Given the visual style and symmetry that is trademark to visual essay artist Kogonada, it shouldn’t be surprising that his directorial debut, which premiered in the ‘Next’ category at Sundance, plays with equal devotion to the pure harmony of images.

Set in Columbus, Indiana, which turns out to be one of the architectural capitals of the United States, we follow two protagonists who form a sort of intellectual romance as a way to get through their own difficult family times. Jin (John Cho) who is only in town because his father is in a coma, meets Casey (Haley Lu Richardson), a young local who didn’t go to college to help take care of her mother. As two intelligent and thoughtful people both in a challenging limbo period in their lives, despite their age difference, the journey of the film becomes watching them bond and help one another overcome adversity with plenty of conversations and visual symbolism about the meaning of architecture sprinkled along the way.

The cliche ‘location as a character’ is one of my least favorite sayings because it gets overused so much that it means little anymore when used in press and marketing. In most cases, this is a way of saying that a movie has some nice skyline establishing shots sprinkled between scenes. However, when a location truly becomes an integral part of the film, the results become some of my favorite. This is a film fully entangled in its home city. The architectural harmony of Columbus ties into the way the film is photographed: every image is carefully constructed, replacing realism with order and composition in a way that perfectly encapsulates each scenario. This is a bold move for a low-budget film: usually, these films are focused on creating raw authenticity in their images.

Columbus” aims for a visual poetry that’s unlike anything we’ve seen, but again matches its story to perfection.

Columbus” aims for a visual poetry that’s unlike anything we’ve seen, but again matches its story to perfection. The protagonists spend much of the film exploring the city, as a tool to express their emotions, which buildings resonate with them and why. Jin disdains architecture because it reminds him of his father, whereas Casey cherishes it because it provides her a way out of her fragile relationship with her mother. All of this symmetry and meaning is so tightly packed together, with pieces that connect so harmoniously, that the whole piece speaks as one distinct voice. Nothing is wasted here, it all ties into the picture.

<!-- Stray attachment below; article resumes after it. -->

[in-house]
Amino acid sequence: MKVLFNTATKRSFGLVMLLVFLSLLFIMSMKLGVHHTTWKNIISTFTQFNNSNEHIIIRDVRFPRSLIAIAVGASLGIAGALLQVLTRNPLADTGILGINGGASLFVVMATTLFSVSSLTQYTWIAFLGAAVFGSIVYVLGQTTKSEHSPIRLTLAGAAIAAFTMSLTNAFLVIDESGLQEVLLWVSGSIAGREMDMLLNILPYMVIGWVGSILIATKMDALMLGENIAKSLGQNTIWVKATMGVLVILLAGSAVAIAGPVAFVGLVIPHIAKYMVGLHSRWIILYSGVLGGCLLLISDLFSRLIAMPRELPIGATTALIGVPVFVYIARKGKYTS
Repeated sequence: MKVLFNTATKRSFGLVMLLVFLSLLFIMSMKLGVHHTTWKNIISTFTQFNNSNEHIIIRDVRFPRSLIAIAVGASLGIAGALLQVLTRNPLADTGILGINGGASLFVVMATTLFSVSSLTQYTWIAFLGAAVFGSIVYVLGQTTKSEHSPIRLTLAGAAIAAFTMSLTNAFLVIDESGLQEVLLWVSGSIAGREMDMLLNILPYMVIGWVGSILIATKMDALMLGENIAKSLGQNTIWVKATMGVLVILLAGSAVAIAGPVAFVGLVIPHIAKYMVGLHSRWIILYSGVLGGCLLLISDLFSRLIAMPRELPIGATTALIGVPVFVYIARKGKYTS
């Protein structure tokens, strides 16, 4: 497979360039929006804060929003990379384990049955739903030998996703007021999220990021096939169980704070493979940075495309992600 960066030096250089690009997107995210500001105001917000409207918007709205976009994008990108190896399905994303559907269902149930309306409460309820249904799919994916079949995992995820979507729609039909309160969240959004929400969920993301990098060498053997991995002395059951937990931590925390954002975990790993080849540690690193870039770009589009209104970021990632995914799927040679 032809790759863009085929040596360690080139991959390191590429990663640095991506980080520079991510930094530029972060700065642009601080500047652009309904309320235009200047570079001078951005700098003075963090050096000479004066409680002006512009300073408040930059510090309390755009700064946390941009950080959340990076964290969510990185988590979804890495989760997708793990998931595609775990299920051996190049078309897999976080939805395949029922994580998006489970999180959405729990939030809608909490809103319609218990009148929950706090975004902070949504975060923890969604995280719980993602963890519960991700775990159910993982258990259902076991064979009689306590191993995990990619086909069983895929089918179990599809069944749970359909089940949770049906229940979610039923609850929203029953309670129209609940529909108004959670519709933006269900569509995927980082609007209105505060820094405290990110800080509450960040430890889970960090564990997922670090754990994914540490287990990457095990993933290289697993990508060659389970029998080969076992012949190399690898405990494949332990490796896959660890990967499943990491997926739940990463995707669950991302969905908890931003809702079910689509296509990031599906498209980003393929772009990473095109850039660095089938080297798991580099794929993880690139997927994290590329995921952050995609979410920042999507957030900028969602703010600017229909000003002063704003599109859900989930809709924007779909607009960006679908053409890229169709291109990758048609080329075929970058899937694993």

Two major points of this are the performances by John Cho and Haley Lu Richardson, essential in not making this anti-realist movie completely alienate the viewers. They’re both people easy to fall for and together have some poignant interactions that speak truth to both of their situations. I found myself rooting for the more spirited romance we’re used to seeing in movies because I wanted the two together so badly, but like the rest of the film, it goes for something more poetic in the lack of sexuality. It is again more about the intellectual connection, one that is relatable for any of us who have met people (of both genders) that stimulate these feelings.

In the wake of Sundance, many great films blur together inevitably, and the challenge to find something that truly sticks becomes great. Amidst the greatness, “Columbus” and its distinctive visual style, matched with great leading actors, stands among this crowd. It’s one I’m especially proud to champion given Kogonada’s background as an online video essayist, but in its own right makes a great case for a powerful directorial debut.